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Health Care $pending in the U.S. Will Double in 10 Years

Diabetes will be a primary contributor to the amount of money people spend on health care in the United States, which is likely to double over the next 10 years – from $2.1 trillion to $4 trillion – according to a new report published in an online edition of Health Affairs.

Currently, approximately 16 cents of every dollar earned in the U.S. is spent on health care, according to 2006 estimates. The report anticipates that this will rise to 19.6 percent of the Gross Domestic Product (GDP) by 2016. The growth is attributed to an aging population. Also, spending on prescription drugs is expected to grow by approximately 8.6 percent annually, to a level of $500 billion in 2016. This is more than double the 2006 amount.U.S. citizens get the worst health care bargain in the world: They spend more on health care (or sick care, actually) than any other nation, yet rates of chronic degenerative disease also remain higher in the U.S. than anywhere in the world. Clearly, the U.S. sick care system does not work.

The real reasons behind rising health care costs in the United States are the continued high prices of new drugs and the utter unwillingness of medical authorities to teach disease prevention to the population. Skyrocketing health care costs are bankrupting the U.S. economy and forcing businesses to shut down or move overseas. Half of all personal bankruptcies in the United States are due to medical bills. The sick care industry seems bent on leaving Americans bankrupt and living in a state of ongoing disease diagnosis and "management" rather than teaching people how to actually prevent disease.The cost of caring for aging Americans will add 25 percent to the nation’s health care bill by 2030 unless people act now to stay healthy, the U.S. Centers for Disease Control and Prevention said on Thursday. Currently, 80 percent of Americans aged 65 and older have at least one chronic disease that could lead to premature death and disability, CDC researchers said.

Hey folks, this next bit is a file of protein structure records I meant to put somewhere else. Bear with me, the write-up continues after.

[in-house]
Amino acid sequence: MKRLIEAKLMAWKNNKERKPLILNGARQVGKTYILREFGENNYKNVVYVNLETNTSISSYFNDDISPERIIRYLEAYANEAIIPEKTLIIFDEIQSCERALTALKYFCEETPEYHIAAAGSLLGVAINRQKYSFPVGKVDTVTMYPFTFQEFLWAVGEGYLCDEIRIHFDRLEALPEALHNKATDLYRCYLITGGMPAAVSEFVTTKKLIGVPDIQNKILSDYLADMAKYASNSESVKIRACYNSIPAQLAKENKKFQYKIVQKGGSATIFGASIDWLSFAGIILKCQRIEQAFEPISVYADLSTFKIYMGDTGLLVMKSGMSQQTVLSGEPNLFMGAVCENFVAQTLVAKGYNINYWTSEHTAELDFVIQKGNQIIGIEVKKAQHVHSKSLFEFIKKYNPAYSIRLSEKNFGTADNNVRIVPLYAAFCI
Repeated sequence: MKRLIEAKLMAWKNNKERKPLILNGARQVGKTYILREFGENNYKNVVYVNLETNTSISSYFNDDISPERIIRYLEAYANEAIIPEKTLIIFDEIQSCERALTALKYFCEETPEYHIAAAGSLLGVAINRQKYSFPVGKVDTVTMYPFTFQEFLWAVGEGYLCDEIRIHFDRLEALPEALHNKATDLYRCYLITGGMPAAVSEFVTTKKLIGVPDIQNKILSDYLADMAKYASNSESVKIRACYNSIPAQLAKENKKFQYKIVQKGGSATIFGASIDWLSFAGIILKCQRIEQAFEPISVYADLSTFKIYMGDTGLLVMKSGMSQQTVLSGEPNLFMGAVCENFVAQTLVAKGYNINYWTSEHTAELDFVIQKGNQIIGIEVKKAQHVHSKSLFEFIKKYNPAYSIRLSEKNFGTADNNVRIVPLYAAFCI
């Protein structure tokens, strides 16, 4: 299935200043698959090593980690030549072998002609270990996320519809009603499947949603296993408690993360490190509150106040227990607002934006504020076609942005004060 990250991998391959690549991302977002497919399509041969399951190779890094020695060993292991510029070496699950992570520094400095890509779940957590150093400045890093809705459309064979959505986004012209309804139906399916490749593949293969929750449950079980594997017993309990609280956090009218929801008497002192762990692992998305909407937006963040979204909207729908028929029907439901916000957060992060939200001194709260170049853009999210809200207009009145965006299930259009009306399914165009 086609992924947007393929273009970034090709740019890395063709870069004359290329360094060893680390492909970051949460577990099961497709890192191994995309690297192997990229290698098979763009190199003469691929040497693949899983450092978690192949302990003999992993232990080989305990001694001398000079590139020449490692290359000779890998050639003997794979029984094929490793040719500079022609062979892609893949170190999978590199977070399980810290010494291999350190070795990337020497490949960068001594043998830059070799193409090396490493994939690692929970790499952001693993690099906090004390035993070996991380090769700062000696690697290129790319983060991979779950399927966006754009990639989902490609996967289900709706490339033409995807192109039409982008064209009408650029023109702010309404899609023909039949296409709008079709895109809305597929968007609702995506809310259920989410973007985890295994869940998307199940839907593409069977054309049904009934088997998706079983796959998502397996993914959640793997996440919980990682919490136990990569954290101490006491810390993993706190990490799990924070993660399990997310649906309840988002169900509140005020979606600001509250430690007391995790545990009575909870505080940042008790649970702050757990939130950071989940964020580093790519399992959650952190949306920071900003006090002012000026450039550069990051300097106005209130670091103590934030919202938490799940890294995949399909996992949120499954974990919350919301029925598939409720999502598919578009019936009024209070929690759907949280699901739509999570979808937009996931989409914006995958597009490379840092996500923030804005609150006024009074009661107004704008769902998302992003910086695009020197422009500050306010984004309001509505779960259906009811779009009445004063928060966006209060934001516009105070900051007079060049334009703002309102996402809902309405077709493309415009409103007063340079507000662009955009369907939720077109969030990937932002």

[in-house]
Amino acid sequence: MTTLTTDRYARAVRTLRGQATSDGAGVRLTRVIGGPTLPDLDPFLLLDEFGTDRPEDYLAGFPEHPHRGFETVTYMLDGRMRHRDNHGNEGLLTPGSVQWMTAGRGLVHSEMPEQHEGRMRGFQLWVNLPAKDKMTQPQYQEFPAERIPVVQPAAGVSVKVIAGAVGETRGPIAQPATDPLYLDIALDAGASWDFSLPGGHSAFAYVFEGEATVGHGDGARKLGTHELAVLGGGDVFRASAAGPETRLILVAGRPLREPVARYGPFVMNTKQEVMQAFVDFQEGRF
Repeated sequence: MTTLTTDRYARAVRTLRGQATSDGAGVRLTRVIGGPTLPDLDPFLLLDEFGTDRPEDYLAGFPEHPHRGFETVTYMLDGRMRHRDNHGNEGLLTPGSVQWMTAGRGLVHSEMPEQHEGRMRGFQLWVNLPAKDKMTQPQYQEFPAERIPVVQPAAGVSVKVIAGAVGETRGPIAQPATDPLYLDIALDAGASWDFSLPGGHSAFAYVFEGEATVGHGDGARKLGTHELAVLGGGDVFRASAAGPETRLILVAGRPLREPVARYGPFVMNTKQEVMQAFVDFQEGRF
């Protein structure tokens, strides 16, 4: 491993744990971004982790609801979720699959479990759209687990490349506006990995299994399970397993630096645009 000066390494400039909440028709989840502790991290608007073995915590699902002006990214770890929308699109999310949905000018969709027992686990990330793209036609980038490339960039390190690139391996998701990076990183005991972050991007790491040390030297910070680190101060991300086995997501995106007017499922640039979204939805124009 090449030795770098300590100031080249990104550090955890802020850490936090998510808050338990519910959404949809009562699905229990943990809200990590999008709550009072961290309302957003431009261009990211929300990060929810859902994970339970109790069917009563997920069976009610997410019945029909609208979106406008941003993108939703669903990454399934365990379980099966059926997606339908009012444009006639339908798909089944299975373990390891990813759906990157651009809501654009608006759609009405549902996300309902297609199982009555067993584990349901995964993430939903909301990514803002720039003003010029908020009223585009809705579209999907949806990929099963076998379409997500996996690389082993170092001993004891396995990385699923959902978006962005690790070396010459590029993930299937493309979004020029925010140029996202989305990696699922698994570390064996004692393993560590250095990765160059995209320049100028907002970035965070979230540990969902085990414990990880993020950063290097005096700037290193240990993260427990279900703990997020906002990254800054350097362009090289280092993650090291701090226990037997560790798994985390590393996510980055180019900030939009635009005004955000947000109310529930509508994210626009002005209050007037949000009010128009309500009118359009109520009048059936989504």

The report, The State of Aging and Health in America 2007, projects that by 2030, 71 million Americans will be over 65, accounting for 20 percent of the U.S. population, up from 10 to 11 percent now. With the cost of caring for older Americans at three to five times greater than care for younger adults, CDC researchers believe policymakers and individuals should take steps to help aging adults forestall chronic disease.

"Given the demographics … the economic impact on healthcare will be enormous," said Dr. Richard Murray, a vice president at Merck & Co. Inc., whose foundation funded the study. If people adopt healthier lifestyles, they will not develop the expensive, chronic diseases that raise health costs sharply, such as diabetes, cancer and heart disease.

"We are going to see an increase in health care costs, but the goal has to be to restrain the rate of increase. Prevention is the key to that," said Bill Benson, a health care benefits and policy analyst who advised the CDC on the report.

The report noted that three behaviors — smoking, poor diet and physical inactivity — caused almost 35 percent of U.S. deaths in 2000. Those three behaviors often lead to the development of the nation’s leading chronic diseases: heart disease, cancer, stroke and diabetes, they said. "Having a chronic disease that’s well managed doesn’t necessarily put a person at risk for functional decline, but when someone starts developing problems, they are much more at risk," said Lynda Anderson, a chronic disease and aging expert at the CDC.

The report looks at how states are faring in terms of elderly health and providing preventive care such as immunizations and health screenings and taking steps to prevent falls, a major risk for the elderly.

"You have some regions that are doing extremely well in a lot of areas and others that are struggling to get these services to older adults," she said. Elderly people in Hawaii, for example, are likely to fare better in many key measures of health. The state ranked best in overall health, mental health, and disability and had the lowest percent of obese elderly. But Hawaii ranked last in terms of screening for colorectal cancer.

West Virginia ranked worst in terms of overall health, oral health and disability, while Kentucky had the highest level of elderly people reporting mental health problems. Louisiana reported the highest levels of obesity, with more than 25 percent of the elderly population considered obese.

She hopes the data will give state policymakers the right tools to start building prevention programs now, before chronic disease begins. "We have the opportunity for prevention," Merck’s Murray said. "We need to be serious about it." The report was authored by a team of economists, statisticians and actuaries from the Centers for Medicare and Medicaid Services.

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